Referring now to FIGS. 2, 7 and 8, in an alternative embodiment, collection wand 12 can include a seal plug 60 located distal to weakened location 35. According to this embodiment, partition member 19 of collection tube 11 is located distal to weakened region 18 such that after separation of barrel portion 16 from assay chamber 17, partition member 19 remains in assay chamber 17 and seal plug 60 can be force fit into orifice 20 of partition member 19 to seal assay chamber 17. After removing shaft 31 at weakened location 35, a cap 50 can be used to further seal chamber 17.

As shown in FIG. 6 the assay chamber can include a label 70 such as a bar code label, radio frequency label, or other suitable label for identifying and tracking a sample.

A sample collection device according to the invention can be used for collecting samples that can be analyzed using, for example, PCR analysis, other methods of nucleic acid-based diagnostics, immunochemistry, biochemical analysis, microbial culture, mass spectrometry, and biosensor-based detection etc. Embodiments of the invention, however, are not limited to these examples. One of ordinary skill in the art will appreciate other types of analyses which may be performed on samples collected by the sample collection device disclosed herein.

As one example, the sample collection devices herein can be advantageously used to detect bacterial organisms shed in the feces such as Mycobacterium paratuberculosis. The following process for detecting this organism is not meant to limit the invention, but rather to provide an example of use.

FIGS. 9A9B illustrate an embodiment of a protocol for testing fecal samples in association with the sample collection assembly. FIGS. 9A9B, illustrate an embodiment for a 96 sample preparation. As shown in FIG. 9A, at 904, two samples, each containing two grams or other suitable amount of fecal material, can be collected using the collection wands of two sample collection devices and individually transferred into assay chambers containing one milliliter or other suitable volume of an aqueous solution, such as a buffer or laboratory water. Next, the two samples can be shaken, for example, shaken for thirty minutes. As shown at 906, each of the two samples can be further divided into three test tubes containing additional solutions. In each of the resulting samples ten five millimeter beads can be added and the samples can be subjected to a bead beater, e.g., for five minutes. The sample can further be placed in a centrifuge for five minutes at 1000g at four degrees Celsius. One point four milliliters of supernatant from each tube can be transferred into corresponding fresh tubes containing 0.6 milliliters ASL buffer and 250 milligrams of 0.1 millimeter beads (as shown at 908). The samples can be incubated at 70 degrees Celsius for thirty minutes and placed, once again, in a bead beater, e.g., for another five minutes, and once again be placed in a centrifuge for five minutes at 1000g at four degrees Celsius. As shown at 912, samples can be further processed in a QIAamp 96 DNA Blood BioRobot kit such as in a BioRobot 9604. For example, tubes containing the samples can be placed eight to a bar and a number of bars may be batch processed at one time. At 914 a suitable mechanism can be employed for identifying and tracking the samples, e.g., scanning bar codes. As shown at 916, 400 micro liters of supernatant from the samples can be transferred from each of tube and arranged as twelve bars of eight to the corresponding wells of a 96-well block and further undergo Aliquoting of QIAGEN protease, e.g., 40 micro liters per well, and 400 micro liters of a lysis buffer, e.g., AL, can be added. Further, the samples can undergo incubation at 70 degrees Celsius for thirty minutes in a thermoblock.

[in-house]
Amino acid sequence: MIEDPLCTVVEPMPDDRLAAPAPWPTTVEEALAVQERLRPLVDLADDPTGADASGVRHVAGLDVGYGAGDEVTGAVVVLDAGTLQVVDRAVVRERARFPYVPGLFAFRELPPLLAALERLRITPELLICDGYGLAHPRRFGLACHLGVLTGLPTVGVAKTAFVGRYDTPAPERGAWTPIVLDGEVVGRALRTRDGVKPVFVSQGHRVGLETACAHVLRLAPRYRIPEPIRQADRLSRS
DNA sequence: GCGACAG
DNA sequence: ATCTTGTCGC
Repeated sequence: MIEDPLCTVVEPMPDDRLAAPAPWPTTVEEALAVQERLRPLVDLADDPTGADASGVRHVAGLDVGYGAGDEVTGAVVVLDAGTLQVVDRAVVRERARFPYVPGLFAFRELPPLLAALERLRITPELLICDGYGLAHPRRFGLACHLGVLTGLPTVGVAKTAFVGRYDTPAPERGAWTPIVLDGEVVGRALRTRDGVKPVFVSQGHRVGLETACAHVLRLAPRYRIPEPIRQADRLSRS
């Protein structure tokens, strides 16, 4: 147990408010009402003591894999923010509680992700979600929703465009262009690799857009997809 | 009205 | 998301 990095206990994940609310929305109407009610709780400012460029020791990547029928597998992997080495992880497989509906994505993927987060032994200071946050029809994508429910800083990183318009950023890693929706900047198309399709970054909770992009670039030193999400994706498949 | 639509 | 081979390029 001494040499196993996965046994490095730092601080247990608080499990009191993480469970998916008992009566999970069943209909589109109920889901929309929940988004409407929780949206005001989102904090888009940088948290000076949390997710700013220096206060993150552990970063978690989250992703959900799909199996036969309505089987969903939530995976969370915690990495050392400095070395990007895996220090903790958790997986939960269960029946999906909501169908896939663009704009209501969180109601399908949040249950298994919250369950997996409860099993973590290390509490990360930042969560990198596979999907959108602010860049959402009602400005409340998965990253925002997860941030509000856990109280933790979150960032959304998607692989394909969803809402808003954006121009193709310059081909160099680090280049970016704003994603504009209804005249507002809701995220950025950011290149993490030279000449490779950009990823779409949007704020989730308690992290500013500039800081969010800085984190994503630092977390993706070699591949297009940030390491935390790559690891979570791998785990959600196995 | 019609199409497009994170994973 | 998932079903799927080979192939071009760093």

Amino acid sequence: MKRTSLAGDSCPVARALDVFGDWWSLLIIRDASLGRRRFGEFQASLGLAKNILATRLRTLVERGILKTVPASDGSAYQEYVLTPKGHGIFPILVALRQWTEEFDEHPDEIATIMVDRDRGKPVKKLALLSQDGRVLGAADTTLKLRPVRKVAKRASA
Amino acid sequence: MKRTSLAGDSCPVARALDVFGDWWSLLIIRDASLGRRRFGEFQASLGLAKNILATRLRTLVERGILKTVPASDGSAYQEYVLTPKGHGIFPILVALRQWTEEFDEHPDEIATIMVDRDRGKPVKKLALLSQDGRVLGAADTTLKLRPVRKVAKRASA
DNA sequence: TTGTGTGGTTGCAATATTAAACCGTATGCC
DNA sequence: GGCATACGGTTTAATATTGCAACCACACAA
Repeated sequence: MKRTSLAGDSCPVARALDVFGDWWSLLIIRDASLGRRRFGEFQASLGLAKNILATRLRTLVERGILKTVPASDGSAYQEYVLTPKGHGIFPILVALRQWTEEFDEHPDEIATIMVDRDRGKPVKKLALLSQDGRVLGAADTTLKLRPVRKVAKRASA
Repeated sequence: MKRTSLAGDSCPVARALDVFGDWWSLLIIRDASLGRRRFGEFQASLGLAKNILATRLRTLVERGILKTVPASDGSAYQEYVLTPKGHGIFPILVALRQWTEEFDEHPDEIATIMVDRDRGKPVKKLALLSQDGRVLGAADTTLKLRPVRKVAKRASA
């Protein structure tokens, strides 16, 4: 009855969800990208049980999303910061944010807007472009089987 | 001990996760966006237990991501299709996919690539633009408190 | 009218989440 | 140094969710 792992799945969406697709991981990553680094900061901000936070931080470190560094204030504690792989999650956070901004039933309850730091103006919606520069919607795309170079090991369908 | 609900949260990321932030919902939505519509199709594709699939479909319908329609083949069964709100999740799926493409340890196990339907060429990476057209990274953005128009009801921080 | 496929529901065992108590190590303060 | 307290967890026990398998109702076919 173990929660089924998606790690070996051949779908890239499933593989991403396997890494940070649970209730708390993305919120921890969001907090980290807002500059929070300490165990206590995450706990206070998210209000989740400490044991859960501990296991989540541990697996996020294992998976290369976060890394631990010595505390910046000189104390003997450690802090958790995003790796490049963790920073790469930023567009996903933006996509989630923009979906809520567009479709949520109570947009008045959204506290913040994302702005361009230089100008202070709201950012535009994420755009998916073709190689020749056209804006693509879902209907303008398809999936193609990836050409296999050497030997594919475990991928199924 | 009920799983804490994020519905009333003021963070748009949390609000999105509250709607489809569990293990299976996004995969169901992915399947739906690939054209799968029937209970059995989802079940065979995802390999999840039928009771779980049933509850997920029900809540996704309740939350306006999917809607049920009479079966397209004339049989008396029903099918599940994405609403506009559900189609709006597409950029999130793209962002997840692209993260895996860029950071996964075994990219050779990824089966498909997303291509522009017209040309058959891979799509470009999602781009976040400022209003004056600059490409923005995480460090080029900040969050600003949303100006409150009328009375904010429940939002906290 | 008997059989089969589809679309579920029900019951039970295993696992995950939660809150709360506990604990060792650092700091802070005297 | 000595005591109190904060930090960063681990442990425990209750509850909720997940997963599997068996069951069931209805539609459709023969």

In FIG. 9B at 920 400 micro liters of ethanol can be added and the samples transferred. A first overlay of 650 micro liters of lysate to QIAamp 96 plate is performed and the samples subjected to a vacuum for three minutes. The remaining lysate can be transferred with 310 micro liters of Buffer AW1. The samples can be subjected to a vacuum for another seven minutes. At 922, the samples can undergo a first wash with 310 micro liters of Buffer AW1. The samples can be subjected to a vacuum for another five minutes. At 924, the samples can undergo a second wash with 1000 micro liters of Buffer AW2. The samples can be subjected to a vacuum for another two minutes. At 926, the samples can undergo a third wash with 1,100 micro liters of Buffer AW2. The samples can be subjected to a vacuum for another two minutes. The samples can be placed in a centrifuge for ten minutes at 5,700g to dry. At 928, 100 micro liters of dH2O can be added to the samples and the samples can be incubated fifteen minutes with shaking at room temperature. The samples can be placed in a centrifuge for three minutes at 5,700g to elute. according to this exemplary embodiment, the samples are then ready to use as DNA samples as shown at 930.